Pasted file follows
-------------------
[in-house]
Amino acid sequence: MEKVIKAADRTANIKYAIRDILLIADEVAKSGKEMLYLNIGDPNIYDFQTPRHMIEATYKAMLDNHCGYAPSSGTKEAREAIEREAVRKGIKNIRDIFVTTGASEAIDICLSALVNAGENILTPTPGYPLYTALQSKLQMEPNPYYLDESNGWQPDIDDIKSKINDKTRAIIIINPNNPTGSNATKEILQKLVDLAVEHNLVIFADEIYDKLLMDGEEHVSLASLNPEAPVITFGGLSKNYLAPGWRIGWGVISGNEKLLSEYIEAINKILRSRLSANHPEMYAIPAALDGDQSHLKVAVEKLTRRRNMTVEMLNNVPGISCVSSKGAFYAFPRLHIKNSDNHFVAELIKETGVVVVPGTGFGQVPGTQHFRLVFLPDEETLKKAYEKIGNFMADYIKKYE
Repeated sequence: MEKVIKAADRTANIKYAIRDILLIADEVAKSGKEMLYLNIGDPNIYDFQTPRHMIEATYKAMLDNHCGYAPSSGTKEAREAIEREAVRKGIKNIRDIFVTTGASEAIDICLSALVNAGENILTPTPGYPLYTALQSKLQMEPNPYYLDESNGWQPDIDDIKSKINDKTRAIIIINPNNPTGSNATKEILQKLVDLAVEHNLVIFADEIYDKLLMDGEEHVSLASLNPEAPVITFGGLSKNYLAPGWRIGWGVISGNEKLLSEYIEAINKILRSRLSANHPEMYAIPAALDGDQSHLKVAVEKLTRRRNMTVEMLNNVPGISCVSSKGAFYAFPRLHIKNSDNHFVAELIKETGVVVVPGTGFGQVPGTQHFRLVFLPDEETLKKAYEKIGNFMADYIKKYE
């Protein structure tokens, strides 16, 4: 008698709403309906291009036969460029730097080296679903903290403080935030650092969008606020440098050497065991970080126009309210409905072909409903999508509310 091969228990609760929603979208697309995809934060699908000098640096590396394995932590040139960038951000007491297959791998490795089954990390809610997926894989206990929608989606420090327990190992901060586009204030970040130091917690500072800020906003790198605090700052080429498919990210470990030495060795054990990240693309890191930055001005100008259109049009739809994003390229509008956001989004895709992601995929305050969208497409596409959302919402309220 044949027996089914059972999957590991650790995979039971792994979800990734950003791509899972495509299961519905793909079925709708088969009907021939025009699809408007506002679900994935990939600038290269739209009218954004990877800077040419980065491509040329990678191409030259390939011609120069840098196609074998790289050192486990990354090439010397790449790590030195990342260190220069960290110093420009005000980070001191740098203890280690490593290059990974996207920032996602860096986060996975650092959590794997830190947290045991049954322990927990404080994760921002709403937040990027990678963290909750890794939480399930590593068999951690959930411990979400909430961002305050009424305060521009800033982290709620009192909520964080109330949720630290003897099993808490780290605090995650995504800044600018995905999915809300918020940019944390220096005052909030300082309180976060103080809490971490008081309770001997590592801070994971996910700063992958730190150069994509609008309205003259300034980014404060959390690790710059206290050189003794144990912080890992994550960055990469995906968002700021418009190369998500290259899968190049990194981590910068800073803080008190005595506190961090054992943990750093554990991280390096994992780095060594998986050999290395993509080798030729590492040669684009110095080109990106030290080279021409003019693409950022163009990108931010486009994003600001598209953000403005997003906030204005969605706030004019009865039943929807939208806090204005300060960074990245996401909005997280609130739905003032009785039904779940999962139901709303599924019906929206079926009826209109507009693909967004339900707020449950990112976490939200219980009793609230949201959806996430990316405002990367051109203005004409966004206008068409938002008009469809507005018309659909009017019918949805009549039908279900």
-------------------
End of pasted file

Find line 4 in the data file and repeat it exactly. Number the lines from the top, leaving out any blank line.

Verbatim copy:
């Protein structure tokens, strides 16, 4: 008698709403309906291009036969460029730097080296679903903290403080935030650092969008606020440098050497065991970080126009309210409905072909409903999508509310 091969228990609760929603979208697309995809934060699908000098640096590396394995932590040139960038951000007491297959791998490795089954990390809610997926894989206990929608989606420090327990190992901060586009204030970040130091917690500072800020906003790198605090700052080429498919990210470990030495060795054990990240693309890191930055001005100008259109049009739809994003390229509008956001989004895709992601995929305050969208497409596409959302919402309220 044949027996089914059972999957590991650790995979039971792994979800990734950003791509899972495509299961519905793909079925709708088969009907021939025009699809408007506002679900994935990939600038290269739209009218954004990877800077040419980065491509040329990678191409030259390939011609120069840098196609074998790289050192486990990354090439010397790449790590030195990342260190220069960290110093420009005000980070001191740098203890280690490593290059990974996207920032996602860096986060996975650092959590794997830190947290045991049954322990927990404080994760921002709403937040990027990678963290909750890794939480399930590593068999951690959930411990979400909430961002305050009424305060521009800033982290709620009192909520964080109330949720630290003897099993808490780290605090995650995504800044600018995905999915809300918020940019944390220096005052909030300082309180976060103080809490971490008081309770001997590592801070994971996910700063992958730190150069994509609008309205003259300034980014404060959390690790710059206290050189003794144990912080890992994550960055990469995906968002700021418009190369998500290259899968190049990194981590910068800073803080008190005595506190961090054992943990750093554990991280390096994992780095060594998986050999290395993509080798030729590492040669684009110095080109990106030290080279021409003019693409950022163009990108931010486009994003600001598209953000403005997003906030204005969605706030004019009865039943929807939208806090204005300060960074990245996401909005997280609130739905003032009785039904779940999962139901709303599924019906929206079926009826209109507009693909967004339900707020449950990112976490939200219980009793609230949201959806996430990316405002990367051109203005004409966004206008068409938002008009469809507005018309659909009017019918949805009549039908279900």